• Reading Level 5
Science | Citizenship | PSHE | Relationships and health

Shock as new book exposes risks of marijuana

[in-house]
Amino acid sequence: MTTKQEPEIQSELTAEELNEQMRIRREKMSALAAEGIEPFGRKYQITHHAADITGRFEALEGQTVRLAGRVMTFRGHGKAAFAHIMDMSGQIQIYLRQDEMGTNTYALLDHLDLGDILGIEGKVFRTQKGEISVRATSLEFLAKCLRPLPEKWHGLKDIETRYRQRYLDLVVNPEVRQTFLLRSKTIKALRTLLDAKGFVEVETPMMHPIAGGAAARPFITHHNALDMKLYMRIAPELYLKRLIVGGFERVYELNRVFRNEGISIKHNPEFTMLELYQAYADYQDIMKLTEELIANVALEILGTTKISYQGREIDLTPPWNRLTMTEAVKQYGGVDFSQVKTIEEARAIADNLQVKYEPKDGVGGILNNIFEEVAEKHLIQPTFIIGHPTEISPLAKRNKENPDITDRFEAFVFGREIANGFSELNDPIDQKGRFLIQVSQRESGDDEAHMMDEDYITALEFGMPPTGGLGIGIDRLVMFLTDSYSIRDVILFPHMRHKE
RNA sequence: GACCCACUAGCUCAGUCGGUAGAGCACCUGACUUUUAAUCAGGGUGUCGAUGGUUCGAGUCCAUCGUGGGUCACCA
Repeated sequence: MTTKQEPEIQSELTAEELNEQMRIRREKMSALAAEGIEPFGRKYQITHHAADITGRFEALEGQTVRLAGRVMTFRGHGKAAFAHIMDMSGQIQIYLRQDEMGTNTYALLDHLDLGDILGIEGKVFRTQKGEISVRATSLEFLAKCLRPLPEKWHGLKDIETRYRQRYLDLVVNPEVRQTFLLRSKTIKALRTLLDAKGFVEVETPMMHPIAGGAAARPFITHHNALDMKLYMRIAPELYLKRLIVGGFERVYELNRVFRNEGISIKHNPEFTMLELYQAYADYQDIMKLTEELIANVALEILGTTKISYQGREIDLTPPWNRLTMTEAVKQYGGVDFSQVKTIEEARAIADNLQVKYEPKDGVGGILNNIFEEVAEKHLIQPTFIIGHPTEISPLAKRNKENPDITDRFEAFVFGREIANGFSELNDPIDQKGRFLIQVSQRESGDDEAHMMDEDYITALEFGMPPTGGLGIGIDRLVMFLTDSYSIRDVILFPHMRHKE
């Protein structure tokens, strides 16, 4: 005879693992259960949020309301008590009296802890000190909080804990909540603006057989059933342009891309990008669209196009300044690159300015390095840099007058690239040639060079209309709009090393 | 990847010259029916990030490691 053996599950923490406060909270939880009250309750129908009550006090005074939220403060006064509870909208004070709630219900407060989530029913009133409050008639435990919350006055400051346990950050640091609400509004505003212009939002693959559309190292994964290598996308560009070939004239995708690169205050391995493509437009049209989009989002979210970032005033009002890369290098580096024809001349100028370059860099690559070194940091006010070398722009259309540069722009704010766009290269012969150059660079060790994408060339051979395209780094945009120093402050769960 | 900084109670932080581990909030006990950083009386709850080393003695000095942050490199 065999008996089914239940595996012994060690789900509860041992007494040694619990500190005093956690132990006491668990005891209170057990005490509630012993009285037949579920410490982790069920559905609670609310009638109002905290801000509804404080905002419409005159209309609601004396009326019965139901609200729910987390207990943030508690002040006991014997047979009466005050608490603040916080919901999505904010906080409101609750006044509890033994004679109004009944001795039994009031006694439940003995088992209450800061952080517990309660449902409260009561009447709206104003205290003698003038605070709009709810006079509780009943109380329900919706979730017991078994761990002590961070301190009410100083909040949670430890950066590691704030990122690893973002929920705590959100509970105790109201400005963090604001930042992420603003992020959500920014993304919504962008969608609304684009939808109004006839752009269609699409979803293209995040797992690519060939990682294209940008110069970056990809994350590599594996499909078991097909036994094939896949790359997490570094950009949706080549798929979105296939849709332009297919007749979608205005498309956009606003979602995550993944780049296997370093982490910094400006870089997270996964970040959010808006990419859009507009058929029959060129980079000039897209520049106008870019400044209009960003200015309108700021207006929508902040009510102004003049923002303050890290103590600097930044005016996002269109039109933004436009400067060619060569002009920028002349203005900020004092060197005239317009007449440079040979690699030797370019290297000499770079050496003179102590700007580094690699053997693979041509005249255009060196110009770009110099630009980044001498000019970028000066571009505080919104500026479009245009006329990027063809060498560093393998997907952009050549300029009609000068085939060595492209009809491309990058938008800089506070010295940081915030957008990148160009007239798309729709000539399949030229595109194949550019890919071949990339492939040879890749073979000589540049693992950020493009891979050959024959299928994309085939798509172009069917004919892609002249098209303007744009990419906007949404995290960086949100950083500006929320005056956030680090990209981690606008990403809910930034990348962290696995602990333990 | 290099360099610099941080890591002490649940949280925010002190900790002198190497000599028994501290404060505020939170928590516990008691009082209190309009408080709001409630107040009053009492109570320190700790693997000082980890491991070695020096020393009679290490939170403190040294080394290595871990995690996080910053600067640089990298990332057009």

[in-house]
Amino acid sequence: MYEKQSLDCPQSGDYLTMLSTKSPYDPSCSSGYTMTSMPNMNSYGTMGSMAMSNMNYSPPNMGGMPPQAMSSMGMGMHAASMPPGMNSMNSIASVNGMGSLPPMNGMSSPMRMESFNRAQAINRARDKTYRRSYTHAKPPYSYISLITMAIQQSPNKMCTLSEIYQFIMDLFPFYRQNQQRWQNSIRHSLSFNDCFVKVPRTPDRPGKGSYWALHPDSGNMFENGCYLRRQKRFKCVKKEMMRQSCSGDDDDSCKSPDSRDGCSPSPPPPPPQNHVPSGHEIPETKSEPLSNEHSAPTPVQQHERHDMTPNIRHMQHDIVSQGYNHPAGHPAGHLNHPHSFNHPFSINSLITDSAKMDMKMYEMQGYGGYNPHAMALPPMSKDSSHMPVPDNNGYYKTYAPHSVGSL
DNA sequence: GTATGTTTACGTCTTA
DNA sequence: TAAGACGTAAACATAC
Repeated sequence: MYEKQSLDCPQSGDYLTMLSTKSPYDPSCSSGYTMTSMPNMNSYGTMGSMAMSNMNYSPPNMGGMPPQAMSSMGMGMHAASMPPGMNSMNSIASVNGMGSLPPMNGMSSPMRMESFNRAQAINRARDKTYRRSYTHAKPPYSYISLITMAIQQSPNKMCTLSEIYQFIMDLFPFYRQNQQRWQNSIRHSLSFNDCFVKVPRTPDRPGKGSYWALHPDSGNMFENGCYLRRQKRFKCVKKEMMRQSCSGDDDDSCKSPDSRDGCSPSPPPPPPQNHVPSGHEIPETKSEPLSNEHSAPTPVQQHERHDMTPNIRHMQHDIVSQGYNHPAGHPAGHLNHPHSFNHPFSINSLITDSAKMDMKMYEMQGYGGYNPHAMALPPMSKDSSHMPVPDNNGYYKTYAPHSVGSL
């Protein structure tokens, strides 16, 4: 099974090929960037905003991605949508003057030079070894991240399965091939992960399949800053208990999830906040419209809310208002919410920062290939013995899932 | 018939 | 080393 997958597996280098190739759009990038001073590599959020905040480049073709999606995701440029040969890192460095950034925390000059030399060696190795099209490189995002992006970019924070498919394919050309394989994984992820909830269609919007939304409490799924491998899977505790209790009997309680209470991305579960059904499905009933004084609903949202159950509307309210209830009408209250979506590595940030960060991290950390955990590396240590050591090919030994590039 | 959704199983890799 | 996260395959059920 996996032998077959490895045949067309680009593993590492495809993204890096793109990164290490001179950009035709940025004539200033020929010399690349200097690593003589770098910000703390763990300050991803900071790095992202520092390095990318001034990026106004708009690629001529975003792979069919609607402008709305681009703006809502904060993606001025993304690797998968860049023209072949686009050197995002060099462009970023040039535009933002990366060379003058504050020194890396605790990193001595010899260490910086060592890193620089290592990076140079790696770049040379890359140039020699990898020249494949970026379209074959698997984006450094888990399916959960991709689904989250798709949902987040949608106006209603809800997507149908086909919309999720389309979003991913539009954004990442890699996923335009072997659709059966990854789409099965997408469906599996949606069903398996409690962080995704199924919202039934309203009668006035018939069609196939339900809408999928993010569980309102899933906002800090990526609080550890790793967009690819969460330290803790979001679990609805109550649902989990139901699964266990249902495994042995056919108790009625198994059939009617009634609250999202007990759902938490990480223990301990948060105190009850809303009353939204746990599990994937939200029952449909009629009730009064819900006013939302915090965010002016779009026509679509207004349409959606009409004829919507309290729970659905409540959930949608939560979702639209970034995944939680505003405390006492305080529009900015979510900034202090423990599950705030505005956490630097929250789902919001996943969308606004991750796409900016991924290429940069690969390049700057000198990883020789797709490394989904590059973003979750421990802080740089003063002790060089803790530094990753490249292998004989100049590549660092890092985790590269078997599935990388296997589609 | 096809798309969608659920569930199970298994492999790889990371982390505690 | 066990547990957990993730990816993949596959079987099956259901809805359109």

It all started one evening, when writer Alex Berenson was talking to his wife. A psychiatrist, she was telling him about a horrific case she was handling, involving a young man who had killed a member of his family. "Of course, he was high, been smoking pot his whole life," she said. What does that one anecdoteA short story about a real incident or person. really mean? Could it be part of a wider trend? If so, is legalising marijuana a good idea? These are the questions that Berenson attempts to answer in his incendiary new book: Tell Your Children: The Truth About Marijuana, Mental Health and Violence. In it, he makes two key arguments. One: that the long-term negative health impacts of the drug can be severe. For example, a 2012 study found that those using cannabis by the age of 15 were four times more likely to develop schizophreniaA mental illness often accompanied by delusions and hallucinations. The term derives from two Greek words meaning "divided" and "mind".. A 2017 study also linked the drug to psychosisA serious mental health condition in which sufferers are severely detached from reality. and heightened risks of suicide, depression and social anxiety. His second argument proved more controversial. According to Berenson, the terrible story told by his wife is not an isolated incident. "Because marijuana can cause cause paranoia and psychosis, and those conditions are closely linked to violence — it appears to lead to an increase in violent crime," he writes.(1) He supports this claim with data which shows murder rates increasing in four American states which legalised the drug in 2014 and 2015. But others say this does not add up. Reporter Jesse Singal points to FBI figures which show homicides increasing nationwide during that same period, regardless of whether states had legalised the drug or not. He called Berenson's claims "misleading scaremongering". Then there is the bigger picture. "Cannabis consumption, and especially heavy cannabis consumption, has been on the rise since 1992," claims drug expert Mark Kleiman. "Over that period, national homicide rates have fallen more than 50%." One thing is for sure: the push towards legalisation is getting stronger. Last year, Canada fully legalised the drug, and some MPs want Britain to do the same. What will the impact be if this happens? Only time will tell. So what is the right way forward? Many people insist that our current approach to drugs is not working. Criminal gangs sell marijuana to make fortunes, users are needlessly criminalised, and its potential medical benefits are wasted. Do the advantages of legalisation outweigh the risks? Would legalisation encourage more people to take drugs? And what about society's relationship with drugs at a more basic level. How different is marijuana to alcohol? Why are some substances acceptable, and others not? What drives people to seek drugs in the first place? These fundamental questions remain. Q & A What do we know?: There are just two countries in the world where marijuana has been fully legalised - Uruguay and Canada. It is legal in some American states, and decriminalised in several countries like Spain, Portugal and Brazil. As well as the harms discussed above, it also has medicinal properties. Parts of the drug can be used to treat chronic pain, epilepsy and multiple sclerosis. What do we not know?: If marijuana will be legalised in the UK, and if so, when. In December last year, the former health secretary, Norman Lamb, urged the government to legalise the drug. Currently, however, there are no solid plans to do so. In places like Canada and the United States, we do not yet know what the long-term impact of sweeping legalisation is on public health and society.KeywordsAnecdote - A short story about a real incident or person.

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